What are you paying attention to?
What can you look out for when you buy an iron? Watch the video for our buying tips.
Steam iron or steam generator?
Steam iron is a classic iron that steams. Opt for a steam iron if you don’t iron very much, your budget is limited, or if you have little storage space.
A steam generator is iron with an external water tank that is connected to the iron via a steam cord. Opt for a steam generator if you’re ironing a lot and often tackle stubborn creases. Because of the larger water tank, you don’t have to refill water as often. It also steams more powerfully. A good device quickly costs €150.
Steam quantity and steam functions
The amount of steam partly determines the ironing result. This is shown in grams per minute (g/min). Steam generators produce more steam (90 g/min on average) than steam irons (35 g/min on average) and smooth out slightly better. Compare irons and look at ironing performance at specifications.
Adjustable steam supply
For the best ironing result, you first iron with and then without steam. It is therefore useful if the steam supply can be regulated.
Additional steam functions
Some devices have additional features to tackle stubborn folds, such as a spraying function and steam blast function.
A handy water reservoir
A good water tank has ample capacity and is easy to fill.
Water reservoir capacity
The larger the reservoir, the more you can iron at once. Irons have a water tank under the handle of about 0.3 liters. Steam generators have an external water reservoir of about 1.5 litres. A larger water tank makes the iron heavier and takes up more space.
It is nice if you can easily check the water level.
You fill the water tank with a valve through an opening. See if that opens easily and how big the filling opening is. It’s useful if you can take the reservoir off. With steam generators this is sometimes possible, with irons usually not.
A good sole
Good shape iron sole
An iron sole has a good shape when it is quite wide and has a pointed, flat point. With a wide sole you iron a large piece of fabric in one movement. With a pointed, flat tip, you can iron well between buttons and in corners. Sometimes the back of the sole is rounded, allowing you to iron both forward and backward.
The material of the ironing sole
To make the sole smooth, scratch-resistant and heat-conductive, a metal is used, possibly with a coating. Coatings can vary greatly in smoothness and scratch resistance. ‘Enamel’ is generally smooth and scratch-resistant. Stainless steel is not scratch resistant and glides less well. The terms that manufacturers use often say little. Also, the designation ‘ceramic’ can mean that only a ceramic coating has been used.
Descaling and cleaning
Lime is the biggest culprit for your iron. All irons are equipped with a system against lime. It slows down to a greater or lesser extent the deposition of lime, but maintenance remains necessary.
With the descaling button, shake lime and junk out of the holes.
The anti-lime swab attracts lime from the water. Steam generators have a longer anti-lime rod. You should rinse the sticks regularly or put them in a cup of vinegar or lemon.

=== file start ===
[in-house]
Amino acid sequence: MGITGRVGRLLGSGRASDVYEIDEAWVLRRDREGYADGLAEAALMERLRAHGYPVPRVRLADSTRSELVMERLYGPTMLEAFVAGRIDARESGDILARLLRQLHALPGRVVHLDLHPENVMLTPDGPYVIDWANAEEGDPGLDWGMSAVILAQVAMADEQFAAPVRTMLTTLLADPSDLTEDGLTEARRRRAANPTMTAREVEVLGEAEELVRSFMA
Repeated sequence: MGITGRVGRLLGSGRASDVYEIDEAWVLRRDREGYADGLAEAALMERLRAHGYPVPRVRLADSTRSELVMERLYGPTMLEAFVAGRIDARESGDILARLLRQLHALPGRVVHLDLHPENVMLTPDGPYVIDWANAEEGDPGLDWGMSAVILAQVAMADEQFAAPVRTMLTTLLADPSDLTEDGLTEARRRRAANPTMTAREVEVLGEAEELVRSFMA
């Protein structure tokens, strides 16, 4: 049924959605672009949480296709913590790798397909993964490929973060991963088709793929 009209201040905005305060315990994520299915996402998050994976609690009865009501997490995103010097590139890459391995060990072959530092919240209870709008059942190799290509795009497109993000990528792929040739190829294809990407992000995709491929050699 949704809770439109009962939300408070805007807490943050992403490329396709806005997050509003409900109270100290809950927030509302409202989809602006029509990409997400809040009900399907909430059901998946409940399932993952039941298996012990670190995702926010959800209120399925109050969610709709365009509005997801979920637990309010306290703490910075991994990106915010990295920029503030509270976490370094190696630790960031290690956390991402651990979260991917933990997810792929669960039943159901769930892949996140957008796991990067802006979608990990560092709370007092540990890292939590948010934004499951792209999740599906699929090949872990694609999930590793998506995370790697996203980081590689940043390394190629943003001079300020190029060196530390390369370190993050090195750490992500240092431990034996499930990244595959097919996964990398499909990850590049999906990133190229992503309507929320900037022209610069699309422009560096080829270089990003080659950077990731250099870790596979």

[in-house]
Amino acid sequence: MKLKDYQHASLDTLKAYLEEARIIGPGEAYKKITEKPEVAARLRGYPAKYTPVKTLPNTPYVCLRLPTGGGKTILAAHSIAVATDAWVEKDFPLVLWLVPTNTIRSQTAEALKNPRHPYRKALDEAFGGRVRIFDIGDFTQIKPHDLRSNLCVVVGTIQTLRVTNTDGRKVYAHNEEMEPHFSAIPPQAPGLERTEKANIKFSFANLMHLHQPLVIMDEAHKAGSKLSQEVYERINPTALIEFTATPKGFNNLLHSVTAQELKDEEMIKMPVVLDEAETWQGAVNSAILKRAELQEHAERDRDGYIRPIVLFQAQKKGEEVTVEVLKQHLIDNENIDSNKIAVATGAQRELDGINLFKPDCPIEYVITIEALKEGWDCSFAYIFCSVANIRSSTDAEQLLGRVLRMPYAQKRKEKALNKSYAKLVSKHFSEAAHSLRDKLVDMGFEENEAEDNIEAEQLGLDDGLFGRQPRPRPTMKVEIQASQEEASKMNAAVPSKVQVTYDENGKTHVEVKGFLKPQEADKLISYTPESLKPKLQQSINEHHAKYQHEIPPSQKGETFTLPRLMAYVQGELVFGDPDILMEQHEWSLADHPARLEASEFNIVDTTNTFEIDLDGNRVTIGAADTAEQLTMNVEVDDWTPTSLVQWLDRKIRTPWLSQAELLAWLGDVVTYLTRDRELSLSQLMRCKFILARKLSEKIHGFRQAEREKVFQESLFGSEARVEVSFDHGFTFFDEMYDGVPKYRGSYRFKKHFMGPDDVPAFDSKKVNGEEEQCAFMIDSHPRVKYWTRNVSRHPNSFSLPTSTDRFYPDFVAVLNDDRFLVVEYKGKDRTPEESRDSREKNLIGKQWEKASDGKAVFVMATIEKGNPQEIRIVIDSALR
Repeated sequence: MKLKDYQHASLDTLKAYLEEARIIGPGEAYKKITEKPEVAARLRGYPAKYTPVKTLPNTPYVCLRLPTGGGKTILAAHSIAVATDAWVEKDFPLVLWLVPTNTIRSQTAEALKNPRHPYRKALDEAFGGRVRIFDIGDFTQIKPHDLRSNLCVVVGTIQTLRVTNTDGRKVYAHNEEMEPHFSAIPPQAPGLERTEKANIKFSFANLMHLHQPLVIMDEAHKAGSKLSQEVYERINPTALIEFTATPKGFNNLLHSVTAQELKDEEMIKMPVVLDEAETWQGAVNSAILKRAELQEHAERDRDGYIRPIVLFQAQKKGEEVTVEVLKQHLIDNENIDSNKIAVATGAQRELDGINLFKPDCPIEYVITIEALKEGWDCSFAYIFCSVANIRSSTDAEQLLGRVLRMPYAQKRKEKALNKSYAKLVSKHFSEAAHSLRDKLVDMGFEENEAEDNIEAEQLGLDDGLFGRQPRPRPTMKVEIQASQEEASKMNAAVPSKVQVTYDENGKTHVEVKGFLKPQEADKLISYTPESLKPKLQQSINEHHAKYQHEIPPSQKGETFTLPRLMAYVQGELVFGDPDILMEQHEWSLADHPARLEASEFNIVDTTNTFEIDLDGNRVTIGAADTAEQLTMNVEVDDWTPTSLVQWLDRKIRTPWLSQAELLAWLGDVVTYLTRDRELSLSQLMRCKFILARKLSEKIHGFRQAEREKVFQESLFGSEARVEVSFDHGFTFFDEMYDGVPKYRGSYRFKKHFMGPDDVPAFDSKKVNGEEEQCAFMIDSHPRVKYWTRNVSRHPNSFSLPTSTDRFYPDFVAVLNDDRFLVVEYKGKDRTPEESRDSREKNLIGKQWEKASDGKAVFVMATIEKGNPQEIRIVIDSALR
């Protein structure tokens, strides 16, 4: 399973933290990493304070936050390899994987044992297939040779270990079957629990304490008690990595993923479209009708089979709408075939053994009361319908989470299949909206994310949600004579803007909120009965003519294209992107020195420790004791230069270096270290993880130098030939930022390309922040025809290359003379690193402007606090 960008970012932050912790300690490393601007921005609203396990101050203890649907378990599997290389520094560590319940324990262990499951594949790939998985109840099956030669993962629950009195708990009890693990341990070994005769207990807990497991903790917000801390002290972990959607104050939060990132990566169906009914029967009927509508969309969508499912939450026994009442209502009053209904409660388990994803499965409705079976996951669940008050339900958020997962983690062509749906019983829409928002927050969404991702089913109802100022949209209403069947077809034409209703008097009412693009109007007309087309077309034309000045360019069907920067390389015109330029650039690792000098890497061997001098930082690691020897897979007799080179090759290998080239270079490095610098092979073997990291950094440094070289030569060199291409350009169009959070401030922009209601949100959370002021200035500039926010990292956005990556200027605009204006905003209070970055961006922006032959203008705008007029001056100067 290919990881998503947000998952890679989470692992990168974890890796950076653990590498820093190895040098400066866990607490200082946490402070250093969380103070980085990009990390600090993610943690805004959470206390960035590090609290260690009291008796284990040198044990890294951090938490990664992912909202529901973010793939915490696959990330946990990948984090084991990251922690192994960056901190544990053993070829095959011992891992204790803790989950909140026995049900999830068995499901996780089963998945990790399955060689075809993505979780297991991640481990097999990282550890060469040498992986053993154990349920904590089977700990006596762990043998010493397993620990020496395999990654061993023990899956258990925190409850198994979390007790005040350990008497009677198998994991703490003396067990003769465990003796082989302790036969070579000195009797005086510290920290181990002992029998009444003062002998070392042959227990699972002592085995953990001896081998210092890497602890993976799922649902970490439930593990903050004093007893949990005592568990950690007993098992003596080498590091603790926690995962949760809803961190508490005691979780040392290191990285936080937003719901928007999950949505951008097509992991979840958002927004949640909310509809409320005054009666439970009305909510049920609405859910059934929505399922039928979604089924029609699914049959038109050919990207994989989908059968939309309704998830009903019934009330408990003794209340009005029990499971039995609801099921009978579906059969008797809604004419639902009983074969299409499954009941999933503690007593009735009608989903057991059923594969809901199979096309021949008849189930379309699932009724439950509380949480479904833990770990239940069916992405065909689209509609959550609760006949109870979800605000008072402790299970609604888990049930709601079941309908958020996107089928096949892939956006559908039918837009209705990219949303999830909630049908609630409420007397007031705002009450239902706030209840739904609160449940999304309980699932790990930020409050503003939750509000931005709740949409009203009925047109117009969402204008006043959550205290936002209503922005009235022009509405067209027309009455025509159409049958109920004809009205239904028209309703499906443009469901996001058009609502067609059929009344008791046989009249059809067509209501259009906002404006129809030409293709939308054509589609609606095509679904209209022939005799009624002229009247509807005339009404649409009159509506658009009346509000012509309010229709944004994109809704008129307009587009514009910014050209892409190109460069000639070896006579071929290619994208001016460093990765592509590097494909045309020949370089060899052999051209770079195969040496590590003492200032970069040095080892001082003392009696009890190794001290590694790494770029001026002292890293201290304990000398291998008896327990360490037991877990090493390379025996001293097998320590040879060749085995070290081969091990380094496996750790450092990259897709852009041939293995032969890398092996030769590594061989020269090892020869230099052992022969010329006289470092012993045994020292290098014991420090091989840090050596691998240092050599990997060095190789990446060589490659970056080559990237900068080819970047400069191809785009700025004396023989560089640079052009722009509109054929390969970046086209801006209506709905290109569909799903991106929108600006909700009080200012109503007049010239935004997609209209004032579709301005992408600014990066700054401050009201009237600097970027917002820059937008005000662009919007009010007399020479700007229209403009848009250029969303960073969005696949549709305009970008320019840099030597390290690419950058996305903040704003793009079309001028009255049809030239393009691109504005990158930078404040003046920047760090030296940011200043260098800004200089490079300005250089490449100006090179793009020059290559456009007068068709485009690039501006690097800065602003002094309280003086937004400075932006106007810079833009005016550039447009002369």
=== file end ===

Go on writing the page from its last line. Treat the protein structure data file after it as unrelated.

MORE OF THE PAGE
With anti-lime cartridges or cassettes, you prevent lime formation in the water due to the chemical action. The generator indicates when to replace the cassettes. On an annual basis, the cartridges or cassettes can cost up to €30.
When the iron is fully calcified, you can break the lime particles by using the ‘thermal shock’ function. In this process, cold water flows along a hot iron sole, causing the lime particles to crumble loose.
In addition to a convenient water tank and descaling options, there are a few features you can look out for.
The cord must be long enough and flexible. It must be able to move in different directions from the iron (tumble cord).
There are several ways to store the device easily. For example, there are compartments, brackets or strips for the cord or steam hose. In addition, some steam generators have the ability to secure the iron to the base, allowing you to move the hole on the handle.
Some irons will automatically switch off if you don’t use them for a certain amount of time. For example, if the iron is on the back, after 8 minutes or if the sole is down (after 30 seconds).
Don’t set temperature
With a standard iron, you can set the thermostat to the correct position from the washing instructions (*, **, ***, max). More and more irons do not have a thermostat. These iron at one ‘safe’ temperature. So you don’t have to sort laundry and set temperature.
Other types of steam appliances
A handsome or clothing steamer
In addition to irons and generators, there are clothing steamers. This will make your hanging clothes smooth. Read our first impression of the Philips Steam&Go or check out a piece about the Tefal clothing steamer in the video report. By the way, you can iron vertically with almost all steam irons and steam generators.
Ironing system or ironing machine
For the avid strings, there are also ironing systems in which the iron and the ironing board work together. The iron gets the steam out of a water tank in the system and the ironing board sucks the iron or blows more fragile dust airily. These models are very pricey.
From Asia, there is a closet on the market, in which you can hang your clothes to refresh. Steam is spread from below, which rises through the back-and-forth moving clothing. Read more about LG’s steam box.